Lawmakers told of growing cyber threat to election systems

Lawmakers on Wednesday learned that federal officials have evidence that election-related systems in 21 states were targeted by Russia ahead of the 2016 presidential election.

Members of the Senate Intelligence Committee received the information amid growing concerns on Capitol Hill about the possibility of foreign interference in future electoral processes.

“We could be here in two or four years talking about a much worse crisis,” said Intelligence Committee Chairman Richard BurrRichard Mauze BurrLawmakers grapple with warrantless wiretapping program Facebook under fire over Russian ads in election 5 senators call for US to shutter embassy in Havana MORE (R-N.C.) at the hearing Wednesday morning. 

The hearing represented a rare moment where the committee’s investigation into Russian election interference was not focused on possible connections between associates of President Trump’s campaign and Moscow. 

The issue has dogged Trump for months, expanding to the question of potential obstruction of justice in light of testimony from former FBI Director James Comey about the circumstances of his firing in early May.

Instead, lawmakers sought information about the scope of Russia’s targeting of state and local electoral systems and what the federal government is doing to mitigate threats to elections in 2018 and 2020. 

Officials at the Department of Homeland Security (DHS) pointed to evidence that Russia targeted election-related systems in 21 states — none of which were involved in vote tallying — and that a small number of the networks were successfully breached. 

The intelligence community had referred to Russian intelligence’s accessing of elements of state and local electoral boards in an unclassified report released in January, but a DHS official provided new details Wednesday. 

“We have evidence of election-related systems in 21 states that were targeted,” said Jeanette Manfra, acting deputy undersecretary for cybersecurity and communications at the DHS’s National Protection and Programs Directorate. 

Bill Priestap, assistant director of FBI’s counterintelligence division, said that the bureau has a number of ongoing investigations into the targeting efforts. 

Still, the officials refused to disclose the names of the states targeted or the number that had any data stolen, prompting objections from some lawmakers. Previously, authorities have confirmed that foreign actors breached voter databases in both Arizona and Illinois, but media reports have previously indicated the scope was much greater.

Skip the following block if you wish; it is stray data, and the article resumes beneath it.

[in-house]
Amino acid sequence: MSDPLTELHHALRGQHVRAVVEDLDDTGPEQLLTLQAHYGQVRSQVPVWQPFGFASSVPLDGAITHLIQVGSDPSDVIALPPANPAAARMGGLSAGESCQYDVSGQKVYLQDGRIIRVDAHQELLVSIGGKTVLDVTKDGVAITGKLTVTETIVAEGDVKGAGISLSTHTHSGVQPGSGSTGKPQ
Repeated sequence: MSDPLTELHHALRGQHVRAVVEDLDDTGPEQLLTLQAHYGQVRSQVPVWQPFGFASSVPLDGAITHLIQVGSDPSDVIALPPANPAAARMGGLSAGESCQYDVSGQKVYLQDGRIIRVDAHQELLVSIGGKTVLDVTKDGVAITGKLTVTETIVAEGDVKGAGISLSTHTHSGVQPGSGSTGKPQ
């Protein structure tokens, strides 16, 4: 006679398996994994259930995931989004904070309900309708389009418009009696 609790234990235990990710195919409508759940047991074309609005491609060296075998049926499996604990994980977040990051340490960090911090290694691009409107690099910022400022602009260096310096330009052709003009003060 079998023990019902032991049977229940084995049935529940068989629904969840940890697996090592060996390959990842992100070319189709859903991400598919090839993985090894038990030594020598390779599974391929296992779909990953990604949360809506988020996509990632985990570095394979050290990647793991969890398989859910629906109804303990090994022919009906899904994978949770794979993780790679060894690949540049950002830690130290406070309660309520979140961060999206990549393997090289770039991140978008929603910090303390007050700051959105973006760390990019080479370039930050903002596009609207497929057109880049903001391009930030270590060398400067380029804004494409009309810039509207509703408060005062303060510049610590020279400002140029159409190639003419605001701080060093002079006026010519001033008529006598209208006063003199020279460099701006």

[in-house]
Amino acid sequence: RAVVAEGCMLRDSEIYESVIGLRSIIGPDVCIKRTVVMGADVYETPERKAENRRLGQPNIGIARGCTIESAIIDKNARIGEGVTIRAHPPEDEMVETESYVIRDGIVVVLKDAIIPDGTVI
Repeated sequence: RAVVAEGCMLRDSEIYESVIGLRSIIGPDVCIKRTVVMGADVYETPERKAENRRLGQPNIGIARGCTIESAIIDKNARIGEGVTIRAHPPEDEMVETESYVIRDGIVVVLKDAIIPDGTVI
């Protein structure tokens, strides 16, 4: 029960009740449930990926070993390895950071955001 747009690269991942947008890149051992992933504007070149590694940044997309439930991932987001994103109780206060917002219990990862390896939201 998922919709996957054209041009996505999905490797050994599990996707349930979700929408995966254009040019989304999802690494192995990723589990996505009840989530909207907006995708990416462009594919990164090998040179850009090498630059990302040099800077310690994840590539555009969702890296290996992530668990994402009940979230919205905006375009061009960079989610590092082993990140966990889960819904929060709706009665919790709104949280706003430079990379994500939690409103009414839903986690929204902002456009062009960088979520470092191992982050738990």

“I do not believe that this country is made safer by holding this information back from the public,” said Vice Chairman Mark WarnerMark Robert WarnerOvernight Cybersecurity: Equifax hit by earlier hack | What to know about Kaspersky controversy | Officials review EU-US privacy pact Overnight Tech: Equifax hit by earlier undisclosed hack | Facebook takes heat over Russian ads | Alt-right Twitter rival may lose domain Facebook under fire over Russian ads in election MORE (D-Va.), who sent a letter to the DHS this week asking that the scope of the attempts be made public. “I am not trying to embarrass any state.” 

DHS officials offered a stern defense of their efforts to engage with state and local election officials on cyber threats and incident response. Manfra touted the department’s designation of election infrastructure as critical — a move made by the Obama administration — as important to bring better cyber protections to election systems. Some state-level officials are opposed to the designation. 

Throughout the hearing, lawmakers indicated the need for swift action by the federal government to do more to work with state and local officials to better safeguard election infrastructure from cyberattacks. 

“We have elections in 2018, but in my home state of Virginia, we have statewide elections this year,” Warner observed. “This needs a sense of urgency.”

Priestap’s testimony qualified worries about the potential for future foreign interference, pointing to a history of Russian influence operations but describing the 2016 effort as the largest in scale and aggressiveness. 

“No doubt they will continue,” Priestap said.